Domhain - ''extreme metal is the best way to express extreme emotions'' - Interview
Domhain hailing from Ireland have just released their superb debut Ep Nimue, a collection of songs that with the haunting dual vocals create an atmosphere that is earthen and organic throughout its three incredibly multi-layered tacks. It is both heavy and alluring, dangerous and yet calm. It is the ideal of originality that bought the experienced heavy musicians together.
Anaïs Chareyre-Méjan Cello, Drums, Vocals ‘’Bryn and I started Domhain in 2021, we knew that we wanted to try new things while using Bryn’s dark and atmospheric compositions as a base, but we didn’t really know what the end product would sound like. Andy and Nathan joined us and added their skills, ideas, and inspirations to ours, and we were helped by amazing musicians like cellists Jo Quail and Raul Andueza to create our own sound. Nimue is Domhain’s first born.
Bryn Mills Guitars, Vocals (backing) ‘’I had the opportunity to create music with Anaïs and the idea was to draft our own version of atmospheric black metal with a twist of cello and clean vocal chanting. The result is the first release “Nimue” which we are all very proud of.
Nathan Irvine Guitars (lead), Piano ‘’I was the final addition to Domhain. Bryn approached me and asked if I’d be interested in joining and adding my flare to an already existing template. At the time I was looking for a new project on the back of covid lockdowns, I needed a reason to get out and socialize again. When Bryn let me hear a very early demo of “The Mourning Star” I couldn’t turn it down.
Does Nimue come from the lady of the lake and the inspiration to combine classical themes with modern music?
Anaïs: Bryn’s writing is mainly inspired by nature, and Nimue is also represented as a goddess of nature. The EP concept is the waking of Nimue, seeing the damage caused to nature by human beings and taking her revenge.
Bryn: The idea of Nimue was to give tangibility to the idea that we are running out of time, insofar as to try to metamorphosize an ‘Autumn’ of our time. The music was a collaborative effort towards doing so.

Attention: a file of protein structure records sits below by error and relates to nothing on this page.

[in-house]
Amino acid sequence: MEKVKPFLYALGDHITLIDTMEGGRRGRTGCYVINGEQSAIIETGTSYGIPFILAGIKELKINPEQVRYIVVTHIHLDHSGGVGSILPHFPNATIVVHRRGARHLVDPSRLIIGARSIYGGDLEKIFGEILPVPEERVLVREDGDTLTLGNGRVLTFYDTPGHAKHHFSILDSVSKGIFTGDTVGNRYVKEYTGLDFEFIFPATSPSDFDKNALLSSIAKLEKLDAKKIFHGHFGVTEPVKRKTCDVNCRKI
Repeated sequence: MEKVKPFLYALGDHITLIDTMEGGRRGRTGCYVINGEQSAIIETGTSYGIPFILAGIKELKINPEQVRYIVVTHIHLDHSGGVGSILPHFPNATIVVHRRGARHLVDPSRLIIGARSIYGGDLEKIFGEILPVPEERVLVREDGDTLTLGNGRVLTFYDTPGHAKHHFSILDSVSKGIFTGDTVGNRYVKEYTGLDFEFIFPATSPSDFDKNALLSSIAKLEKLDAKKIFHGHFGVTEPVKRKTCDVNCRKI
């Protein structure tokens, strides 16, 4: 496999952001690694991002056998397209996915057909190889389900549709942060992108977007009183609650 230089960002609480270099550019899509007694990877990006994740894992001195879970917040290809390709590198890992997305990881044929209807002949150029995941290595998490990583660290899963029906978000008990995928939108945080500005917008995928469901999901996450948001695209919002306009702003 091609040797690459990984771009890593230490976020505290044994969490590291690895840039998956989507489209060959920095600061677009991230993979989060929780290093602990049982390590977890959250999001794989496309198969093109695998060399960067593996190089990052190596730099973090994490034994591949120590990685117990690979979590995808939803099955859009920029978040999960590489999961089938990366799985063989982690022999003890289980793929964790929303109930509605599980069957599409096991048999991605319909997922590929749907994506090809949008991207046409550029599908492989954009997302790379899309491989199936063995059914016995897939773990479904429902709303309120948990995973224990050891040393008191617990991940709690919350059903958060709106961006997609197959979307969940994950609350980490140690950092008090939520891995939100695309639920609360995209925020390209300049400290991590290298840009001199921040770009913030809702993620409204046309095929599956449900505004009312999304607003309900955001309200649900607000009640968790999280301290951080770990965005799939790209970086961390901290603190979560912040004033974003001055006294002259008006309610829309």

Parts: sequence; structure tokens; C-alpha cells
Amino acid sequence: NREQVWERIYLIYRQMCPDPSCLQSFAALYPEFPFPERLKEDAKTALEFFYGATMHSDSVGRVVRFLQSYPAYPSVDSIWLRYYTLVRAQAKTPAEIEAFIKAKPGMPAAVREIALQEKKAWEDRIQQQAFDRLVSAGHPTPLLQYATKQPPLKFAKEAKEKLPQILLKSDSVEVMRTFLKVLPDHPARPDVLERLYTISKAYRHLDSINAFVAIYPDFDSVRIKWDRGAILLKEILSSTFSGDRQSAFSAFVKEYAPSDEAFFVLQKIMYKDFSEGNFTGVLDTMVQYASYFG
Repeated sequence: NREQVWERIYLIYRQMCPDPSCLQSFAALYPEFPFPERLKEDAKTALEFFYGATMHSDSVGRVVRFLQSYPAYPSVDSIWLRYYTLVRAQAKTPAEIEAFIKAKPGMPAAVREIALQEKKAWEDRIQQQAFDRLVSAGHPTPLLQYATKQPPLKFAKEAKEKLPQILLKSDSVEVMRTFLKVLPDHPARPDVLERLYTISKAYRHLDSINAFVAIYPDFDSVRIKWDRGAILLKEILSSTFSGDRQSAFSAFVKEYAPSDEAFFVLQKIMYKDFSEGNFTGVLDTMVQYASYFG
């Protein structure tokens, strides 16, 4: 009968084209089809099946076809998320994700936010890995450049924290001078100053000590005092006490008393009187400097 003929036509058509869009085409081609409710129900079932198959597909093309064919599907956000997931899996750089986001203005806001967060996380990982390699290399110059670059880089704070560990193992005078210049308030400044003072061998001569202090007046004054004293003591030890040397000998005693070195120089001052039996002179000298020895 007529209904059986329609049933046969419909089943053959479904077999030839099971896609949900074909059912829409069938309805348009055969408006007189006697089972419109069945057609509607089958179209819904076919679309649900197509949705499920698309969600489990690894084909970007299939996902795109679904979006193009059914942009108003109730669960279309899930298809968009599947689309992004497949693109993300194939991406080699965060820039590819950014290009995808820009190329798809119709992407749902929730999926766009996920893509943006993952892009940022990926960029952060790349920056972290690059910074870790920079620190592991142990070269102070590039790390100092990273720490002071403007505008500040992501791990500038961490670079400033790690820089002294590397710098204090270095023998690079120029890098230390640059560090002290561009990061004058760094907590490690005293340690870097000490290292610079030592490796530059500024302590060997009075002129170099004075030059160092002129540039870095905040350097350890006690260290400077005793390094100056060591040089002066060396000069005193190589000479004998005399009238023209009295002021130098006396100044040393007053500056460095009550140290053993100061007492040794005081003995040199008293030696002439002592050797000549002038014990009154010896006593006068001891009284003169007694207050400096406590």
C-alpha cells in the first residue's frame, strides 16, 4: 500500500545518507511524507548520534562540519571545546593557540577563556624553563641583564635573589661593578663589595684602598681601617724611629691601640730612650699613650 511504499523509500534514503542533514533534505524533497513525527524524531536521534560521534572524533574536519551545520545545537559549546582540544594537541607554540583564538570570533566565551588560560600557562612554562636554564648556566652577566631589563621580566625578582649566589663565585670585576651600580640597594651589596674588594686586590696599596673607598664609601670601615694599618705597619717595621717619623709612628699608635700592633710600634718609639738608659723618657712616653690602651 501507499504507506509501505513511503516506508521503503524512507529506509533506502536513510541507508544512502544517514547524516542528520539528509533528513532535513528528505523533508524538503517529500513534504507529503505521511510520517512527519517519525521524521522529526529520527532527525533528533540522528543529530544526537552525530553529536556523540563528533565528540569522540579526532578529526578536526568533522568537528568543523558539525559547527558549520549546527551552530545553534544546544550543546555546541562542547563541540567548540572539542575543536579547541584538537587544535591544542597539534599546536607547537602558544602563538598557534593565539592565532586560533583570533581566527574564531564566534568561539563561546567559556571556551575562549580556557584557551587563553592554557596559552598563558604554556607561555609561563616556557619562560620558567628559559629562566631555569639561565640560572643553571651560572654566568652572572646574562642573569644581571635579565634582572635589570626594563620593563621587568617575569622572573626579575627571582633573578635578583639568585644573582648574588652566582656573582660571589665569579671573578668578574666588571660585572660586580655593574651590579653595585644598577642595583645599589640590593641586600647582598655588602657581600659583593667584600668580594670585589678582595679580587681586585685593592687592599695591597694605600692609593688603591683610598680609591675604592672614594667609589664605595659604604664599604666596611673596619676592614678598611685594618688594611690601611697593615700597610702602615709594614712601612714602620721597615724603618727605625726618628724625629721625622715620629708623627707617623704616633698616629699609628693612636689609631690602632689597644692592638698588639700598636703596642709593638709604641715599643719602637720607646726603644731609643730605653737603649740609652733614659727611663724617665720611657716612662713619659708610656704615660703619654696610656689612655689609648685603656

Does having every member as a multi-instrumentalist lead to such a diverse musical sound?
Anaïs: we actually kind of became multi-instrumentalists while writing this EP. None of us had done clear vocals before, Nathan hadn’t really played piano, and I was barely starting to play cello… but that’s still what we wanted to do. We are still learning; this music is definitely very challenging to write and play to us all!
Bryn: Domhain is lucky to have Anaïs, Andy and Nathan’s input. Without it, the band would have no future. The possibilities for creating music as they see it are boundless and I am happy to contribute the bones for their input.
Andy Ennis Bass, Vocals: ‘’ We all offer something different, and a lot of things we didn't know we could do before trying it. Having the "give it a try" mentality has helped us to find our style.
Nathan: All four of us are well versed musicians and have been in multiple projects through two decades. Having said that, Domhain has put us all out of our depth and forced us to learn new skills. It’s been a process of trial and error, not just in regard to new instruments and ability but also different tones and how to unearth specific emotions. The end result is incredibly satisfying.
Nimue is incredibly heavy yet also diverse. Are all the different styles a natural evolution that is also uplifting?
Anaïs: I wouldn’t call the evolution and the different styles direction “natural”; it was what we wanted, definitely, but it was a challenge… it does sound natural in the end thankfully.
Your music is also incredibly personal. This is vitally important and a counterpoint to the mythology that is within your music.
Anaïs: for this particular question I think we might all have a different answer. Personally, yes, I’ve put a lot of my personal feelings and emotions into this. I lend my own fears and anger to Nimue, it’s hidden and part of the music.
Bryn: I feel that, in order to create music, you must live it. Otherwise, it’s all just image and superficial nonsense. Writing music can be rewarding if it is done with humility and authenticity.
Andy: My priority is how music can make someone feel. I understand that lyrics are an important part of music, but for me, the creation of sounds and rhythms, vocally and instrumentally are paramount.